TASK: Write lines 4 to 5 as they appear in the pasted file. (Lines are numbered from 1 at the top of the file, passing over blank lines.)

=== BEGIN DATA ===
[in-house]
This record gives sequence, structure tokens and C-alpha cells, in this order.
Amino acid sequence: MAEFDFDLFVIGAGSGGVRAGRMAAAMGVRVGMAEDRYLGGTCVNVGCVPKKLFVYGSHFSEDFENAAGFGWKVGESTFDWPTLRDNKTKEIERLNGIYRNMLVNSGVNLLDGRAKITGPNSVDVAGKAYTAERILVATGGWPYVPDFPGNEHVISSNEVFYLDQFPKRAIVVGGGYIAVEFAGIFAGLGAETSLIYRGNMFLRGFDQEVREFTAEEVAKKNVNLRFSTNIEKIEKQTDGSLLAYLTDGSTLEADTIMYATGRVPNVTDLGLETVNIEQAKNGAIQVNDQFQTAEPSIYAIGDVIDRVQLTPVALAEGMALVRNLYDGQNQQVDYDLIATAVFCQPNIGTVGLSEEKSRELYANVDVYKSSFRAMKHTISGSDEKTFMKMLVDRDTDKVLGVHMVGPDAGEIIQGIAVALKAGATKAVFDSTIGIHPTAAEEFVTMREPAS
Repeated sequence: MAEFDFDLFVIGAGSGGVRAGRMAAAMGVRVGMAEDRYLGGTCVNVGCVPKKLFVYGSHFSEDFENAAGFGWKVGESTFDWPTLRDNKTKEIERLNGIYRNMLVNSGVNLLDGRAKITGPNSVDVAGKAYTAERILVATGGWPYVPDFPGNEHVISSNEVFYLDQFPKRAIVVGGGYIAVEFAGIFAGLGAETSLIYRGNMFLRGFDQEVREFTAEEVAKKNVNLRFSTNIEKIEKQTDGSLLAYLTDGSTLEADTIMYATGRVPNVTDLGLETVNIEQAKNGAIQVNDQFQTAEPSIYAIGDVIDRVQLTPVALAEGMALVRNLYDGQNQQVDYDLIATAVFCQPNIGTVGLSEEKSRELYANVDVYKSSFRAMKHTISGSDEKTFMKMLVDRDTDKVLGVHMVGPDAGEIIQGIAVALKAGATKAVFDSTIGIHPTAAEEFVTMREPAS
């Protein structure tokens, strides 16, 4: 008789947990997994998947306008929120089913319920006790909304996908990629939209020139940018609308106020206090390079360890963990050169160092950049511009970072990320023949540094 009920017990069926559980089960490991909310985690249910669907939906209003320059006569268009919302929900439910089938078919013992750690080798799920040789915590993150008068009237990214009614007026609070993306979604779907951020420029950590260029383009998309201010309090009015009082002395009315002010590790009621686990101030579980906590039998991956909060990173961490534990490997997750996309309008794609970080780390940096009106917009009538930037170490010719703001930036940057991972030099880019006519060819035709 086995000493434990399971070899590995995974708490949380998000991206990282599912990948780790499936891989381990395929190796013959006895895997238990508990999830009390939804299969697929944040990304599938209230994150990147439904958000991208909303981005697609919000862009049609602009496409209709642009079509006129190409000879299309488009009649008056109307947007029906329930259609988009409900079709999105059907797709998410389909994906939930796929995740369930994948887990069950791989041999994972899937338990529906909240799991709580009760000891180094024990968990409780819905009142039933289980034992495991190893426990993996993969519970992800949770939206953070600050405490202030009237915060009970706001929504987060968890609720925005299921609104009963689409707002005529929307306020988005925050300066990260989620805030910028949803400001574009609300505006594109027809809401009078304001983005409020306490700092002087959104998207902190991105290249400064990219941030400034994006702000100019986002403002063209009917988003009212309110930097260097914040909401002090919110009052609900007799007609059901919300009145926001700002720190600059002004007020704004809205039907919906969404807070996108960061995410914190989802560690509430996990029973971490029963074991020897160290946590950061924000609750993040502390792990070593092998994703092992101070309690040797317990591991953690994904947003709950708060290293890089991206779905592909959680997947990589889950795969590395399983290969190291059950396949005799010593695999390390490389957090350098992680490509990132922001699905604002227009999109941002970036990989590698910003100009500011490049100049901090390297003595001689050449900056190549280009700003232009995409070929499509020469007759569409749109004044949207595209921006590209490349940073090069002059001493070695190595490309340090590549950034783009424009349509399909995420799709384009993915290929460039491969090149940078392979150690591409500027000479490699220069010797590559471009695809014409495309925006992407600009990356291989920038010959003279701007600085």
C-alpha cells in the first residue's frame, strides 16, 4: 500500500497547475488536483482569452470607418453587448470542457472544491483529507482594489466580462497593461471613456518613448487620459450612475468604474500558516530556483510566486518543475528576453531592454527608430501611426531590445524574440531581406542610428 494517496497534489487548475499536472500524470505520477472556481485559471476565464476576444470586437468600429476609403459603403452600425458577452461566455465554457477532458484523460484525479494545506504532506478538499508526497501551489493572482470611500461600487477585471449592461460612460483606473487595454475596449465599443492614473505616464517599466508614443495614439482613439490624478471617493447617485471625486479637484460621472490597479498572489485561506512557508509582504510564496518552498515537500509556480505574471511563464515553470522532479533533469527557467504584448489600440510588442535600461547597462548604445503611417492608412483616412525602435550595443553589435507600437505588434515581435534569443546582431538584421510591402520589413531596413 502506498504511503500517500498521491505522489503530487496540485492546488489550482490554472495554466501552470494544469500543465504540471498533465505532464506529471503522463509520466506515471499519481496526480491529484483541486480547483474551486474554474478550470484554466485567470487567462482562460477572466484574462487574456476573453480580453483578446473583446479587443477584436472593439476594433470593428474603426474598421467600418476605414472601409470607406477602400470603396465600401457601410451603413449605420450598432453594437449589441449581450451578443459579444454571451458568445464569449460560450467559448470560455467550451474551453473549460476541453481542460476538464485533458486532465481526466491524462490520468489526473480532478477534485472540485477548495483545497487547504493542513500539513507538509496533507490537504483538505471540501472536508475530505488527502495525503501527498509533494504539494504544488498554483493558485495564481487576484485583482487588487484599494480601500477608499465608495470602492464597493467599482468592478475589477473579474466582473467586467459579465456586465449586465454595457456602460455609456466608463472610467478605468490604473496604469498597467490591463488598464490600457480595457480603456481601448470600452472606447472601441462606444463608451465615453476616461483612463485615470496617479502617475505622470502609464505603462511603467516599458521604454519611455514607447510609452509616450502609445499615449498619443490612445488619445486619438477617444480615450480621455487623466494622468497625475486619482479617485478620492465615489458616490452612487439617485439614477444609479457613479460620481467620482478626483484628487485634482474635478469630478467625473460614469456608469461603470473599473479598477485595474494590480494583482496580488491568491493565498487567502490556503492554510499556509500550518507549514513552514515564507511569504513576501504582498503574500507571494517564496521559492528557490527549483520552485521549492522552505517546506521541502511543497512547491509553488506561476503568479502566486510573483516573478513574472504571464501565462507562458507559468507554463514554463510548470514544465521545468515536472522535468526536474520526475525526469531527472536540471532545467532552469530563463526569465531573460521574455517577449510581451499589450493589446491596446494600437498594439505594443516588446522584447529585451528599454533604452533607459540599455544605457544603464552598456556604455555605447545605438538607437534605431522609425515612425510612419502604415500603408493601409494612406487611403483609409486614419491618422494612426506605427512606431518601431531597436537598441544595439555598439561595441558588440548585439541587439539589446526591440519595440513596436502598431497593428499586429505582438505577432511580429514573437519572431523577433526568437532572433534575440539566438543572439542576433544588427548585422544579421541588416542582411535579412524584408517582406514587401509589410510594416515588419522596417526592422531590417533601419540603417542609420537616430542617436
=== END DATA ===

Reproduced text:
Repeated sequence: MAEFDFDLFVIGAGSGGVRAGRMAAAMGVRVGMAEDRYLGGTCVNVGCVPKKLFVYGSHFSEDFENAAGFGWKVGESTFDWPTLRDNKTKEIERLNGIYRNMLVNSGVNLLDGRAKITGPNSVDVAGKAYTAERILVATGGWPYVPDFPGNEHVISSNEVFYLDQFPKRAIVVGGGYIAVEFAGIFAGLGAETSLIYRGNMFLRGFDQEVREFTAEEVAKKNVNLRFSTNIEKIEKQTDGSLLAYLTDGSTLEADTIMYATGRVPNVTDLGLETVNIEQAKNGAIQVNDQFQTAEPSIYAIGDVIDRVQLTPVALAEGMALVRNLYDGQNQQVDYDLIATAVFCQPNIGTVGLSEEKSRELYANVDVYKSSFRAMKHTISGSDEKTFMKMLVDRDTDKVLGVHMVGPDAGEIIQGIAVALKAGATKAVFDSTIGIHPTAAEEFVTMREPAS
């Protein structure tokens, strides 16, 4: 008789947990997994998947306008929120089913319920006790909304996908990629939209020139940018609308106020206090390079360890963990050169160092950049511009970072990320023949540094 009920017990069926559980089960490991909310985690249910669907939906209003320059006569268009919302929900439910089938078919013992750690080798799920040789915590993150008068009237990214009614007026609070993306979604779907951020420029950590260029383009998309201010309090009015009082002395009315002010590790009621686990101030579980906590039998991956909060990173961490534990490997997750996309309008794609970080780390940096009106917009009538930037170490010719703001930036940057991972030099880019006519060819035709 086995000493434990399971070899590995995974708490949380998000991206990282599912990948780790499936891989381990395929190796013959006895895997238990508990999830009390939804299969697929944040990304599938209230994150990147439904958000991208909303981005697609919000862009049609602009496409209709642009079509006129190409000879299309488009009649008056109307947007029906329930259609988009409900079709999105059907797709998410389909994906939930796929995740369930994948887990069950791989041999994972899937338990529906909240799991709580009760000891180094024990968990409780819905009142039933289980034992495991190893426990993996993969519970992800949770939206953070600050405490202030009237915060009970706001929504987060968890609720925005299921609104009963689409707002005529929307306020988005925050300066990260989620805030910028949803400001574009609300505006594109027809809401009078304001983005409020306490700092002087959104998207902190991105290249400064990219941030400034994006702000100019986002403002063209009917988003009212309110930097260097914040909401002090919110009052609900007799007609059901919300009145926001700002720190600059002004007020704004809205039907919906969404807070996108960061995410914190989802560690509430996990029973971490029963074991020897160290946590950061924000609750993040502390792990070593092998994703092992101070309690040797317990591991953690994904947003709950708060290293890089991206779905592909959680997947990589889950795969590395399983290969190291059950396949005799010593695999390390490389957090350098992680490509990132922001699905604002227009999109941002970036990989590698910003100009500011490049100049901090390297003595001689050449900056190549280009700003232009995409070929499509020469007759569409749109004044949207595209921006590209490349940073090069002059001493070695190595490309340090590549950034783009424009349509399909995420799709384009993915290929460039491969090149940078392979150690591409500027000479490699220069010797590559471009695809014409495309925006992407600009990356291989920038010959003279701007600085």